On October 1, California will mark the one year anniversary of the Public Safety Realignment program. Public Safety Realignment will eventually result in 33,000-50,000 felons shifting from state to local custody and 64,000 parolee felons being supervised by local probation departments, instead of the state parole department.
Communities across California are dealing with the chilling impact of Public Safety Realignment – and the results have been tragic in many instances. Last week, a Fresno man allegedly stabbed two women in their apartment, killing one of the victims, and then stabbed a police officer before being subdued. According to the Fresno Police Chief, the suspect was in the community as a result of Public Safety Realignment.
Advocates for Realignment frequently stated that costs would be reduced by transitioning felons to local custody. But the California Budget Fact Check found that:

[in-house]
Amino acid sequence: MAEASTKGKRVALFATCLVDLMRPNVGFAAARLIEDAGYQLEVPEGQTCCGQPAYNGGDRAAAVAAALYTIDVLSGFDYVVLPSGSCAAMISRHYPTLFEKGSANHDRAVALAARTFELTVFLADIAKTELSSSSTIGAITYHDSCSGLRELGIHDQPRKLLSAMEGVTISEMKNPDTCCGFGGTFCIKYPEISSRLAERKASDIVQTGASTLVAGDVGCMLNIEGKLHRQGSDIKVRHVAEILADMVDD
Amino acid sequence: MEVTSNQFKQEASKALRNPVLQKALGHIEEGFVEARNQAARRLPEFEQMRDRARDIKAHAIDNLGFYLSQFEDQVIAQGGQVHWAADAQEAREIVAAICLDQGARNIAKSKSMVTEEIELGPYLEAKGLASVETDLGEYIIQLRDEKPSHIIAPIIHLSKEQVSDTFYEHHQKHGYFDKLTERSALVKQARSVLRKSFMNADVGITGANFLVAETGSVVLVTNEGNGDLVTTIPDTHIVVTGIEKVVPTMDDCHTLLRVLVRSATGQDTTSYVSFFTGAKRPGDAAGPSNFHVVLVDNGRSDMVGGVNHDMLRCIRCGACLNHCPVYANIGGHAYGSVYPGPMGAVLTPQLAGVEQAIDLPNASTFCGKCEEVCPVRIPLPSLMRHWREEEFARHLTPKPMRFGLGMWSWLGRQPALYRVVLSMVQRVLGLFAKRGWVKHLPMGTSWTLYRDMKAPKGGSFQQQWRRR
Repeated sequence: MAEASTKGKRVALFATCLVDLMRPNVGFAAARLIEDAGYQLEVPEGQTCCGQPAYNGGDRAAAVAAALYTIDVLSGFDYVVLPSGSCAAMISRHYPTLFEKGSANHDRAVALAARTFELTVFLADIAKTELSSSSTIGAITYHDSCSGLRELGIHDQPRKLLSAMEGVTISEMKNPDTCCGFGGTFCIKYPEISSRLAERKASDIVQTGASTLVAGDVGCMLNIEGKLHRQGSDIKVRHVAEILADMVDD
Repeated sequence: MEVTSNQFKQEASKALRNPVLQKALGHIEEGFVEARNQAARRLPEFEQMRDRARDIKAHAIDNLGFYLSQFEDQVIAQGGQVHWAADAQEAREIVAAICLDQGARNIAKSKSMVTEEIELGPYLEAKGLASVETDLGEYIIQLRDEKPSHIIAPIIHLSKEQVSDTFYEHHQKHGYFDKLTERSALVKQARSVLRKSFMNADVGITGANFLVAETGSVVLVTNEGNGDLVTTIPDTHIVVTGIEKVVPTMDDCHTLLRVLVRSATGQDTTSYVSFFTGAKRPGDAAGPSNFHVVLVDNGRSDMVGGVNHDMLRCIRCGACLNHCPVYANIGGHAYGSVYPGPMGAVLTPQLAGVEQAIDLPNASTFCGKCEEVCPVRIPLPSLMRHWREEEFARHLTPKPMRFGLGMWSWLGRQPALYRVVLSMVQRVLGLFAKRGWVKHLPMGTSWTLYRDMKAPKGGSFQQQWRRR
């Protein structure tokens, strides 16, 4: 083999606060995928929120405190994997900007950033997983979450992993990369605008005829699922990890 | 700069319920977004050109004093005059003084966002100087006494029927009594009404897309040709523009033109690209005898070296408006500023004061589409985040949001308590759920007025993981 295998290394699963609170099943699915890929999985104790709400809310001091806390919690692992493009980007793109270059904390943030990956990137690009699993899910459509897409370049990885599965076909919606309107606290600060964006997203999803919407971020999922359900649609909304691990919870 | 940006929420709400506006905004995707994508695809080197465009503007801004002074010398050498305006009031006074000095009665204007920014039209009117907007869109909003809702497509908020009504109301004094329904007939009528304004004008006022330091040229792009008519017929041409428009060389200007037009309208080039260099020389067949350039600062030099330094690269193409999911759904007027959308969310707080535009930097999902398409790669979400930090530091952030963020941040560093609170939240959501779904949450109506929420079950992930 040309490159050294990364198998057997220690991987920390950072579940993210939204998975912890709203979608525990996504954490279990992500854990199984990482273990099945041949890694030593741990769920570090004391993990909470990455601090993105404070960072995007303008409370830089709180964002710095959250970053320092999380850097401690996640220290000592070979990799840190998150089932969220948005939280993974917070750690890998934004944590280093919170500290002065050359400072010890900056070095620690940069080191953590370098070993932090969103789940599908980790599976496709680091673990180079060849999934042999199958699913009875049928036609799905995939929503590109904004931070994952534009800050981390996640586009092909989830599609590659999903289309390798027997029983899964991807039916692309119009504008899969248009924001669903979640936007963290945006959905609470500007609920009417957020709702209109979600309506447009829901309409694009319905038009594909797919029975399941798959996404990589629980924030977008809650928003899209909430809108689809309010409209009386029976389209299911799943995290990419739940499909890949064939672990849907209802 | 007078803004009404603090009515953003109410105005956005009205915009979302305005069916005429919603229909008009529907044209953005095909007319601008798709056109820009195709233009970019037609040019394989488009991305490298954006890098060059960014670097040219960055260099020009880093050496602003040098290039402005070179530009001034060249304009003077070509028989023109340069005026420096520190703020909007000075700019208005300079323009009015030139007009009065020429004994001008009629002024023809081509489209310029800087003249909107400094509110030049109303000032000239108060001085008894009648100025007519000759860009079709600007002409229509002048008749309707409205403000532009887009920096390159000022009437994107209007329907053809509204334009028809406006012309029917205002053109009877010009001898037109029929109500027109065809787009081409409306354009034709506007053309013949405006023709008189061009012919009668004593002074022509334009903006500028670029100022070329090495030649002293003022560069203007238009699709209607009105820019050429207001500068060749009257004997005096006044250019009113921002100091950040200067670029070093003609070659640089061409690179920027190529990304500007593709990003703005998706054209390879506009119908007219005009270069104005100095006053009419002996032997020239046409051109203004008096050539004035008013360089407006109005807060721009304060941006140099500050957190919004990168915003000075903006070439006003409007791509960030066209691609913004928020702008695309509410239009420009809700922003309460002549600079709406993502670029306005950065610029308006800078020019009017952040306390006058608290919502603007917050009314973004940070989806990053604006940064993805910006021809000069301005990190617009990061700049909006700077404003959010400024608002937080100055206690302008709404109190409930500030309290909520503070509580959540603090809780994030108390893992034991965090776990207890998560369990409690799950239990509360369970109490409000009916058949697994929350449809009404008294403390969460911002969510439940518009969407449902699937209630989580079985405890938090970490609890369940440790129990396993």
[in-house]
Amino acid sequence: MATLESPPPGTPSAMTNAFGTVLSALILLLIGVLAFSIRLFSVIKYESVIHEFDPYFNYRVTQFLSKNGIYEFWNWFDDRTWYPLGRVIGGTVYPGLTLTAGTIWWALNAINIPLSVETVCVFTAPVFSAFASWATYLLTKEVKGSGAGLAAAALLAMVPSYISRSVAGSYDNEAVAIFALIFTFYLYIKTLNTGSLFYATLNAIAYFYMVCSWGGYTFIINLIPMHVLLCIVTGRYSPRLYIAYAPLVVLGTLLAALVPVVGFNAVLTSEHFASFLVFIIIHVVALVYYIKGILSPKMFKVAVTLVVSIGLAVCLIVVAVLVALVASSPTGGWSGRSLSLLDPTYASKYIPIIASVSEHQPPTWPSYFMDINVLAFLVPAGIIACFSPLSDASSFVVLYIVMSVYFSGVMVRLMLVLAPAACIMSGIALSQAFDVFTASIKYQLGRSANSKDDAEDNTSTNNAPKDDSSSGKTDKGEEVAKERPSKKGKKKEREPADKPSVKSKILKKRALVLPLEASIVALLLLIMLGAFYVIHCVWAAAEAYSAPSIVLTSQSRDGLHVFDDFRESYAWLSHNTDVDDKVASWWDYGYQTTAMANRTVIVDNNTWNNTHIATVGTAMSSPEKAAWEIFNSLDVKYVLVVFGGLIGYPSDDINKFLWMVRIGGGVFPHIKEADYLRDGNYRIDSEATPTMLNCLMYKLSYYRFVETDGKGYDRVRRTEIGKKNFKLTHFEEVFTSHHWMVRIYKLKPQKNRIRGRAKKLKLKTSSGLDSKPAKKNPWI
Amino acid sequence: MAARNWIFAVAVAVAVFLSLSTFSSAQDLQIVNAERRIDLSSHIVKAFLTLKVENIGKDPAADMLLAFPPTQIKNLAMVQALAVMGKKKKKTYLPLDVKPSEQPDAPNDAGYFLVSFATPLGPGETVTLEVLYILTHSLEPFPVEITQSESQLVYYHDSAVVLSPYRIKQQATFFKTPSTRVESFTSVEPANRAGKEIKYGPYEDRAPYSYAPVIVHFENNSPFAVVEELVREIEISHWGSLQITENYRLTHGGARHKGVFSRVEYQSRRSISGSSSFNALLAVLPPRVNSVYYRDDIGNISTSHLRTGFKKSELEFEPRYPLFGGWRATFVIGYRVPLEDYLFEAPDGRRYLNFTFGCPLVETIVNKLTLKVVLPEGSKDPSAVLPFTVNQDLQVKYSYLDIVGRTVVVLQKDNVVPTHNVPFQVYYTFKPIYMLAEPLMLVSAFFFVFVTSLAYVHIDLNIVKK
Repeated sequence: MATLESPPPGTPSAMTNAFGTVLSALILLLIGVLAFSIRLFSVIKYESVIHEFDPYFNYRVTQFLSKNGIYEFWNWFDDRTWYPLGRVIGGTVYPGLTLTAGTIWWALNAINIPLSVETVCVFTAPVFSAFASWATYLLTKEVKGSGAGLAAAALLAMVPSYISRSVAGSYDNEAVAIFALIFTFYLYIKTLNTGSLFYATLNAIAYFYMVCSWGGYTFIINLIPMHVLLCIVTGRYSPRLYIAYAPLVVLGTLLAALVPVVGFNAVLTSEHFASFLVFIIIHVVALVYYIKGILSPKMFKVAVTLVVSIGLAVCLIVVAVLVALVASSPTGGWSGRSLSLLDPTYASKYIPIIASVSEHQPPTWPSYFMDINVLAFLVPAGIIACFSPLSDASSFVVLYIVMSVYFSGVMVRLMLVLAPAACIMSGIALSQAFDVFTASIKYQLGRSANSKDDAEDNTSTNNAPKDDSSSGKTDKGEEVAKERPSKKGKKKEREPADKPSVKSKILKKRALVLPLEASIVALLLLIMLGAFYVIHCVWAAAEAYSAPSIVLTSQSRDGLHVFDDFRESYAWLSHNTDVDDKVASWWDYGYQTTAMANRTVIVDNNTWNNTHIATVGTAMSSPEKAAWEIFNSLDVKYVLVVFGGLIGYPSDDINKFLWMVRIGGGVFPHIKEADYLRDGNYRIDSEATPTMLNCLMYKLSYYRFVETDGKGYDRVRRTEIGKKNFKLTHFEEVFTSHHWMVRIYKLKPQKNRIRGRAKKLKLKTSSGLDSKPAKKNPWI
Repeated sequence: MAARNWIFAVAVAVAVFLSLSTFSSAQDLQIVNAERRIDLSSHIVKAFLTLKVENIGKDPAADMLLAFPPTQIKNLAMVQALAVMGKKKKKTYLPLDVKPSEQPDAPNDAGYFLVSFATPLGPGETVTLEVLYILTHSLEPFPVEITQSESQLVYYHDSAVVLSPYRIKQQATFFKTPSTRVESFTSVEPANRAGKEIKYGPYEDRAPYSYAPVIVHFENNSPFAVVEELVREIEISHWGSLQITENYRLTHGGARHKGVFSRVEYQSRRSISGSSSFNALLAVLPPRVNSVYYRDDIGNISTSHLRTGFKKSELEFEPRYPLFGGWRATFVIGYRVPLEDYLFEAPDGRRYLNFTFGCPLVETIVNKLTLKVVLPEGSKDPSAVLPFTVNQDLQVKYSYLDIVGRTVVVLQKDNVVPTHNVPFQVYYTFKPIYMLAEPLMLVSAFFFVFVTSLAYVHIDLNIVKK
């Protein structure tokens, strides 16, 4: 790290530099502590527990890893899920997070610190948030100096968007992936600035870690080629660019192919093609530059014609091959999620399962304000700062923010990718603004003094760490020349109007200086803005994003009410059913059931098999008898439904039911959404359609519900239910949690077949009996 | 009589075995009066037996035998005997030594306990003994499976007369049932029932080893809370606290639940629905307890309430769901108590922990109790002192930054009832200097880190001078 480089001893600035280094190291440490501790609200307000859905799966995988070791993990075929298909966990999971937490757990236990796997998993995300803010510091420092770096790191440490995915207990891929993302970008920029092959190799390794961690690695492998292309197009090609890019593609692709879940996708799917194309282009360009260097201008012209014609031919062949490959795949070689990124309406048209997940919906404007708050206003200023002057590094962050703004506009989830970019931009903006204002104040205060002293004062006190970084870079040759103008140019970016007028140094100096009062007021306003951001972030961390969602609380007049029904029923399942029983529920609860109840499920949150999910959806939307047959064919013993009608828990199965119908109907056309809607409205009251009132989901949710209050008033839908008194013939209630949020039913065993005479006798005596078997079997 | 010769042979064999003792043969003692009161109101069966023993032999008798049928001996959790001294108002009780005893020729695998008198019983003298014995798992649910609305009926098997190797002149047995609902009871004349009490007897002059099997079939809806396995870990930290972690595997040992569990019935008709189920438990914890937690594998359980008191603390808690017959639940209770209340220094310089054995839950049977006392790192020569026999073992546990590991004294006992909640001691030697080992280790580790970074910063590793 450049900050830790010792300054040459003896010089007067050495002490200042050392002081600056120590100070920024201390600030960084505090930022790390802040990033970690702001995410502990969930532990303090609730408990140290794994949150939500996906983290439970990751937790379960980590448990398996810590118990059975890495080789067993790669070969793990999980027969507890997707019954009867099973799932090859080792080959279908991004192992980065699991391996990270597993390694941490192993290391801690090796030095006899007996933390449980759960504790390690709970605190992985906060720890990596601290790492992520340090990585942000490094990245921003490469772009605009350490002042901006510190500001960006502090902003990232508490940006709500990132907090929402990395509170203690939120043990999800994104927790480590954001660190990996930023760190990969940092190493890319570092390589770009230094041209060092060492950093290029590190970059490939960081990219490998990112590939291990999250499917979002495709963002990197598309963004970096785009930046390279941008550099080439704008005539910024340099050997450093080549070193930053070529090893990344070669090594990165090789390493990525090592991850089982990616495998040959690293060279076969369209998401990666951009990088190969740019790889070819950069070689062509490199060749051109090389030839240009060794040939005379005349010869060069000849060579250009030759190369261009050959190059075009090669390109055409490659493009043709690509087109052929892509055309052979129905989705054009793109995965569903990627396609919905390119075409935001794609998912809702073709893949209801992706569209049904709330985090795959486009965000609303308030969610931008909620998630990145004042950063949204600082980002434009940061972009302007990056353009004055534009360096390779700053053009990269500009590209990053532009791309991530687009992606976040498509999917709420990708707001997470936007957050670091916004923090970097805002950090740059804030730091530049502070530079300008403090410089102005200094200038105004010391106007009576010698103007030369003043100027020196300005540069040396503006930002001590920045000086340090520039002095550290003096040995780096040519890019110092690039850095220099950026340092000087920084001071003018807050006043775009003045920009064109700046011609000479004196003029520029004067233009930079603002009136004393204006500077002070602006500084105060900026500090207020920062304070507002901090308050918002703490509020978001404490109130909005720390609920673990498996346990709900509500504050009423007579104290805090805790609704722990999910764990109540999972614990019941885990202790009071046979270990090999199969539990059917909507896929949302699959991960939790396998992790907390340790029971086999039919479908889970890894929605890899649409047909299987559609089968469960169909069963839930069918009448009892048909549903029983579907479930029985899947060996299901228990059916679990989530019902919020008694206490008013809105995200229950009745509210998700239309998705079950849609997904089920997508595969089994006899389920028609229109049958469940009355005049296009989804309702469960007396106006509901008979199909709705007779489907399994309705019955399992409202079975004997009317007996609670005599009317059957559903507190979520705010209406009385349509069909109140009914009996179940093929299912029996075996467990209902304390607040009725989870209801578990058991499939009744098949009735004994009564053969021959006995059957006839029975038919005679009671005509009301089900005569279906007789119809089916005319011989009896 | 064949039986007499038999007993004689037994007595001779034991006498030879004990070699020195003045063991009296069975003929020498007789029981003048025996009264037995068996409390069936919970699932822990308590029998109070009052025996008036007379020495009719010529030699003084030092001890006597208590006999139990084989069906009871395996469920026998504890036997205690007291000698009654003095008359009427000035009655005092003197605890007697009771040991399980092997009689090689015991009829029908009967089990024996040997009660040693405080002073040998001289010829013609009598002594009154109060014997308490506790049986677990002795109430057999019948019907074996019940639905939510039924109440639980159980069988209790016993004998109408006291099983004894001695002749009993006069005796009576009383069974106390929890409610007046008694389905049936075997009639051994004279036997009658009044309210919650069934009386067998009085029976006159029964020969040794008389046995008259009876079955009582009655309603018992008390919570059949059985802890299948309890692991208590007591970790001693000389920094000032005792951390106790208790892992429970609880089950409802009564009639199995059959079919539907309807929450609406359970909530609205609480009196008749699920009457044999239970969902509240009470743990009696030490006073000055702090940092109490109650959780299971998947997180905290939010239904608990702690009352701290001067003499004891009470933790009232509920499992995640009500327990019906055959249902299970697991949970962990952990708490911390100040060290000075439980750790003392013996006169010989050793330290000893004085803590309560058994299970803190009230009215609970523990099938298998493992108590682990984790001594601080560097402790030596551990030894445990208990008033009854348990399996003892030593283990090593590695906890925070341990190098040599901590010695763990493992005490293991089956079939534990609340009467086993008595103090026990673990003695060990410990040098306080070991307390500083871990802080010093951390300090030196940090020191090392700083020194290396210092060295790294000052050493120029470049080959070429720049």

- The Corrections/Public Safety Realignment budget in 2011-12 was $9.6 billion, roughly the same as the previous year. According to the non-partisan Legislative Analyst’s Office, the only significant budgetary savings from realignment in 2011-12 was the result of reducing education funding by $2.1 billion.
- The 2012-13 Corrections/Public Safety Realignment budget increased by over $200 million from the previous year, despite the fact that 29,000 felons are expected to leave the state system by June 2013 and local agencies will take control of 64,000 parolees.
- Local jails are experiencing overcrowding and other impacts that have forced local sheriffs to release prisoners before they complete their sentence. By 2015, the Department of Corrections and Rehabilitation estimates that 7,500 prisoners will be housed in county jails with sentences of 3 years or more.
Click to continue reading “Has Public Safety Realignment Saved the State Money?”